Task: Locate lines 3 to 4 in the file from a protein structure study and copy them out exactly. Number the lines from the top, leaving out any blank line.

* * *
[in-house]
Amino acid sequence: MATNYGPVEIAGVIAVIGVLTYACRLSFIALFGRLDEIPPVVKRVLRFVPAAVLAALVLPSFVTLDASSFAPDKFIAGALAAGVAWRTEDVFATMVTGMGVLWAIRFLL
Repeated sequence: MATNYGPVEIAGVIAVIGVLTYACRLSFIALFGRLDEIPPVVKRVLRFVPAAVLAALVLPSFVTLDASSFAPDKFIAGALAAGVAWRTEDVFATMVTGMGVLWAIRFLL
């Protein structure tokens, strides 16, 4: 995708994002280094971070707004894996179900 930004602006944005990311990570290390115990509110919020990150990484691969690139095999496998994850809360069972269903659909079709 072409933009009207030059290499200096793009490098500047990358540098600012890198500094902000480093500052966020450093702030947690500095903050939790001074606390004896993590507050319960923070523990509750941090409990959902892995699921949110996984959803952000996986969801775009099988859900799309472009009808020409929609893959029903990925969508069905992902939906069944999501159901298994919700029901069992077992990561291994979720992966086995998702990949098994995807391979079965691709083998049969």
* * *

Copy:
Repeated sequence: MATNYGPVEIAGVIAVIGVLTYACRLSFIALFGRLDEIPPVVKRVLRFVPAAVLAALVLPSFVTLDASSFAPDKFIAGALAAGVAWRTEDVFATMVTGMGVLWAIRFLL
């Protein structure tokens, strides 16, 4: 995708994002280094971070707004894996179900 930004602006944005990311990570290390115990509110919020990150990484691969690139095999496998994850809360069972269903659909079709 072409933009009207030059290499200096793009490098500047990358540098600012890198500094902000480093500052966020450093702030947690500095903050939790001074606390004896993590507050319960923070523990509750941090409990959902892995699921949110996984959803952000996986969801775009099988859900799309472009009808020409929609893959029903990925969508069905992902939906069944999501159901298994919700029901069992077992990561291994979720992966086995998702990949098994995807391979079965691709083998049969």